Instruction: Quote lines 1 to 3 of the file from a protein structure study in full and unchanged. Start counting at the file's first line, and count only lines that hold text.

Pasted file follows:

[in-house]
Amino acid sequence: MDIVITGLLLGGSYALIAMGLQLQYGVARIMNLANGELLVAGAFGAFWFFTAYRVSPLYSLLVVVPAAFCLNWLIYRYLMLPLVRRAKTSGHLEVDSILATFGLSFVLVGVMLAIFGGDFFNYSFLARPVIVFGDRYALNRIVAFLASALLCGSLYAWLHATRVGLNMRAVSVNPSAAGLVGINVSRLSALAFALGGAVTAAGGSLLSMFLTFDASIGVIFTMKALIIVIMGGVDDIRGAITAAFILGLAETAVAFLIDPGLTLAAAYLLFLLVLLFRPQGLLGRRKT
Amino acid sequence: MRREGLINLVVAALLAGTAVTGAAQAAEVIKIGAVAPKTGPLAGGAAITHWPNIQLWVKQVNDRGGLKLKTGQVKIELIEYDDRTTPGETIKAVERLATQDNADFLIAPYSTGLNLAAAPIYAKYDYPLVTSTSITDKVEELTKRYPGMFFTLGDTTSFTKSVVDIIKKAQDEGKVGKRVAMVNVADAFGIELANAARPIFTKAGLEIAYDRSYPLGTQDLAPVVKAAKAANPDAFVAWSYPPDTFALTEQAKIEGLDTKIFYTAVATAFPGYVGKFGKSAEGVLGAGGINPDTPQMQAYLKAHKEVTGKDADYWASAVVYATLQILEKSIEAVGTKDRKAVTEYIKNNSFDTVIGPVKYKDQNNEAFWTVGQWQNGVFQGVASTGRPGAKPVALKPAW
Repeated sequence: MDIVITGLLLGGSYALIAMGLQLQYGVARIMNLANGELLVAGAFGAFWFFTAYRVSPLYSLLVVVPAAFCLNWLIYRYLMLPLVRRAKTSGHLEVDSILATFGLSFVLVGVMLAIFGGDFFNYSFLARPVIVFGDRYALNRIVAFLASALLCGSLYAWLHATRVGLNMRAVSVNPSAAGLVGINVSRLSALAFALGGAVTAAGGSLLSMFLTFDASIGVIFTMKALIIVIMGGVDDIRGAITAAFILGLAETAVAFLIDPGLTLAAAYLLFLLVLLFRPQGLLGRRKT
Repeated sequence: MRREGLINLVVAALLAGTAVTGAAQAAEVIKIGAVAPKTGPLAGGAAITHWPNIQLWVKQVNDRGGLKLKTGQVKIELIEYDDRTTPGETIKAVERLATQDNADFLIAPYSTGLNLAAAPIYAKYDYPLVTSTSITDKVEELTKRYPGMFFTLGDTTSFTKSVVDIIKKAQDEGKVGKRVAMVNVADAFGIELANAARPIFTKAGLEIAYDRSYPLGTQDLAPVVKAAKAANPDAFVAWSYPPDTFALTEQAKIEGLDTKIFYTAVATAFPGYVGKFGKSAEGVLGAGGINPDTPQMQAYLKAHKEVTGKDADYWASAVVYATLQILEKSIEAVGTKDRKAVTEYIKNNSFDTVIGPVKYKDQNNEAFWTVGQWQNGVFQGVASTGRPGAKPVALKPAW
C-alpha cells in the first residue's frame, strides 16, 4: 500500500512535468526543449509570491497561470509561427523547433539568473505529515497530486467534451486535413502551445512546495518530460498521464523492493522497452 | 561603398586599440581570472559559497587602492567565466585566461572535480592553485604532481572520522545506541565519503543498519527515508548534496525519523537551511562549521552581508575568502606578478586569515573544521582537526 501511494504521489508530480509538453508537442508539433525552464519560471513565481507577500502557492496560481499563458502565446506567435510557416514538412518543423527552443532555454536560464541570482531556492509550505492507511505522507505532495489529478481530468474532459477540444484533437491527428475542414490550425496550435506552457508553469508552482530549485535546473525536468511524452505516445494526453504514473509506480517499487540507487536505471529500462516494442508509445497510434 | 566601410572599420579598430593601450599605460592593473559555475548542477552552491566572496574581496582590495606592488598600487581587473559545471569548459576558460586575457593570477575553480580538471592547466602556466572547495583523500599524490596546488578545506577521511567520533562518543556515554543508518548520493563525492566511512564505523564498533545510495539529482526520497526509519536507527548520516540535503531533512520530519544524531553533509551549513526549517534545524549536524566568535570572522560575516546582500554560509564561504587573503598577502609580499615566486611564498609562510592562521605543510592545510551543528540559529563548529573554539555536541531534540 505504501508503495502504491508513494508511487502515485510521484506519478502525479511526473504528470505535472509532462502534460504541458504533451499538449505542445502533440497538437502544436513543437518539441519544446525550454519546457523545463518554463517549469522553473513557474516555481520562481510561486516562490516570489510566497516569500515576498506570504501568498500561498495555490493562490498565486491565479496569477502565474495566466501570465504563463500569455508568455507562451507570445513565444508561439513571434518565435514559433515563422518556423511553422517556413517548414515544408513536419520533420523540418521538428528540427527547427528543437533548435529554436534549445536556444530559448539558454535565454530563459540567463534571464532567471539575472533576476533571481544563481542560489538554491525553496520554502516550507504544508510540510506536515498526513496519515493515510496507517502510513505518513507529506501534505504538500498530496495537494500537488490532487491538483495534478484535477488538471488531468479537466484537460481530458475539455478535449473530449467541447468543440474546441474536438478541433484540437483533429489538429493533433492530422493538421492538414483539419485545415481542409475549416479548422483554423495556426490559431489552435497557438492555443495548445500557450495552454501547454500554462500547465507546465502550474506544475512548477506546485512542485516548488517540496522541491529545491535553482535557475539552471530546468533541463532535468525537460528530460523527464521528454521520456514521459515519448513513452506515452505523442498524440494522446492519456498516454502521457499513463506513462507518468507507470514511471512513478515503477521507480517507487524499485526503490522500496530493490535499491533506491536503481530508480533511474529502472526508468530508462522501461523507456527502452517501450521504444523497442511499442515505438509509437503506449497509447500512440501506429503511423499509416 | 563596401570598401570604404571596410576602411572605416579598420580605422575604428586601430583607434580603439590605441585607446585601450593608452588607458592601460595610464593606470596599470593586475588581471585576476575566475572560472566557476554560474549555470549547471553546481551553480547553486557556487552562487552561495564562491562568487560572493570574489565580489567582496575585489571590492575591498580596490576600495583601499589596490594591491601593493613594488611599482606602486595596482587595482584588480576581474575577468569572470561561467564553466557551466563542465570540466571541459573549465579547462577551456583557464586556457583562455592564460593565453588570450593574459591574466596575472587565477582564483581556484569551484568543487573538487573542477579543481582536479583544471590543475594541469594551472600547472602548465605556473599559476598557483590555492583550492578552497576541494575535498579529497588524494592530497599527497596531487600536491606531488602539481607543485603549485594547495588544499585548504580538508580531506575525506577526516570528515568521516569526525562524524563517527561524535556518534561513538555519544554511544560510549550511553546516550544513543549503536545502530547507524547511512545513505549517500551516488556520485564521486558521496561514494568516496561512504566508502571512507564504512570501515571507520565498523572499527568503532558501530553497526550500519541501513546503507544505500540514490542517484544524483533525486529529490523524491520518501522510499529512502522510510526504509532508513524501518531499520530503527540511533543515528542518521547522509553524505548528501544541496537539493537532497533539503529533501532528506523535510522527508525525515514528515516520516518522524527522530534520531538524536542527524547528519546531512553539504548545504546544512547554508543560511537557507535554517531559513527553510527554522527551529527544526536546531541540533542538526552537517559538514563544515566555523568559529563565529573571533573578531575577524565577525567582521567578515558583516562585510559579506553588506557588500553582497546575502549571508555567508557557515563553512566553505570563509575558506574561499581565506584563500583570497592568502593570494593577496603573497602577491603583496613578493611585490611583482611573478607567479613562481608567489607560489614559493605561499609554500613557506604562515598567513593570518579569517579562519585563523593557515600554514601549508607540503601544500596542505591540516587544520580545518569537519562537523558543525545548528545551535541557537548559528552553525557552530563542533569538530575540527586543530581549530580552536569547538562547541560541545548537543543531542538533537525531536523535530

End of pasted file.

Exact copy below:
[in-house]
Amino acid sequence: MDIVITGLLLGGSYALIAMGLQLQYGVARIMNLANGELLVAGAFGAFWFFTAYRVSPLYSLLVVVPAAFCLNWLIYRYLMLPLVRRAKTSGHLEVDSILATFGLSFVLVGVMLAIFGGDFFNYSFLARPVIVFGDRYALNRIVAFLASALLCGSLYAWLHATRVGLNMRAVSVNPSAAGLVGINVSRLSALAFALGGAVTAAGGSLLSMFLTFDASIGVIFTMKALIIVIMGGVDDIRGAITAAFILGLAETAVAFLIDPGLTLAAAYLLFLLVLLFRPQGLLGRRKT
Amino acid sequence: MRREGLINLVVAALLAGTAVTGAAQAAEVIKIGAVAPKTGPLAGGAAITHWPNIQLWVKQVNDRGGLKLKTGQVKIELIEYDDRTTPGETIKAVERLATQDNADFLIAPYSTGLNLAAAPIYAKYDYPLVTSTSITDKVEELTKRYPGMFFTLGDTTSFTKSVVDIIKKAQDEGKVGKRVAMVNVADAFGIELANAARPIFTKAGLEIAYDRSYPLGTQDLAPVVKAAKAANPDAFVAWSYPPDTFALTEQAKIEGLDTKIFYTAVATAFPGYVGKFGKSAEGVLGAGGINPDTPQMQAYLKAHKEVTGKDADYWASAVVYATLQILEKSIEAVGTKDRKAVTEYIKNNSFDTVIGPVKYKDQNNEAFWTVGQWQNGVFQGVASTGRPGAKPVALKPAW